S.F. Home Prices Drop as Distressed Sales Rise


Inquiring minds are reading SFGate.com’s “S.F. Home Prices Drop… ” and seeing an interesting analysis of new data:

Short sales increased by 30 percent nationwide over the past year, destabilizing the housing-price indexes, said Oliver Chang, a U.S. housing strategist at Morgan Stanley who co-wrote the report. Proceeds from short sales are 15 to 40 percent more than foreclosed homes, driving up S&P/Case-Shiller indexes even when values of non-distressed homes are falling, Chang said.

“There’s a price premium you can get from a short sale,” Chang said. “That makes it look like prices are going up when they’re not.”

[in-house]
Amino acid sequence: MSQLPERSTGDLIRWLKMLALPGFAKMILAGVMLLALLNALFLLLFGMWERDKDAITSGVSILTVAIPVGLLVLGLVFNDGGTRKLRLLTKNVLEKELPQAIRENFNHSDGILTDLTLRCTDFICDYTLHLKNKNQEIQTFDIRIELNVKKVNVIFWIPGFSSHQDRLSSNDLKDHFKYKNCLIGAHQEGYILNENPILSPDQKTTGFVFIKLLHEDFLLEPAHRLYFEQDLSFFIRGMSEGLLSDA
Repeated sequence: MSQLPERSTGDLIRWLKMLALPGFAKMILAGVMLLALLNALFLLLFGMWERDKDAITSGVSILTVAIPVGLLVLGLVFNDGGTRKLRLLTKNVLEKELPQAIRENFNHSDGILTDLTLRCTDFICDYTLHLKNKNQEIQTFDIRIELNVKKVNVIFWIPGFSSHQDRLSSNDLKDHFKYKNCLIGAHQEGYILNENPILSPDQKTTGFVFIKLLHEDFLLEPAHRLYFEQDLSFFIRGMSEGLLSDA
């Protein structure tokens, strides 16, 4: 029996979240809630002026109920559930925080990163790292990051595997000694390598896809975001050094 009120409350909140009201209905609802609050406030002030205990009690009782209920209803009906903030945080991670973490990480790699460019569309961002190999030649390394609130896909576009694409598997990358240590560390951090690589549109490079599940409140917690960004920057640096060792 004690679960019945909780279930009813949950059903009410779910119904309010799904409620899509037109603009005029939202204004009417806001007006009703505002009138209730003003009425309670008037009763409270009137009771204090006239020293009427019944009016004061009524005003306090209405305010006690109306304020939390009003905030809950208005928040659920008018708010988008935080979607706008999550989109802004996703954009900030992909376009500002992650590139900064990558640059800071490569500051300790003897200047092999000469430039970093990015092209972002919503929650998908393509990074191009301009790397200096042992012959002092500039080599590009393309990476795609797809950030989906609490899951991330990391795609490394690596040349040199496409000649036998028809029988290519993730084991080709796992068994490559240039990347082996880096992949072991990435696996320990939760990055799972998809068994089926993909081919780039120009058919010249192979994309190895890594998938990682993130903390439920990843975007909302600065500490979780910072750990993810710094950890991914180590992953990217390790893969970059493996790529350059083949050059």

San Francisco home prices rose 1.8 percent in May from April, according to the S&P/Case-Shiller index of property values, which measures all sales. San Francisco’s gain reflects both a decrease in the number of distressed sales as a share of transactions and an increase of short sales among distressed sales, Morgan Stanley said. San Francisco prices have gained 21 percent since reaching a low in March 2009, according to the Case-Shiller index.

Case-Shiller can be wrong. It is always important to remember that any analysis system is weak (and can be wrong) in certain instances. People are finding this to be true in the BLS statistics where they are trying to analyze retail data in a contracting market by year-over-year same-store-sales. This only works in an expanding economy. In a declining market this system doesn’t take into account the closed stores. Even Babe Ruth struck out at times.

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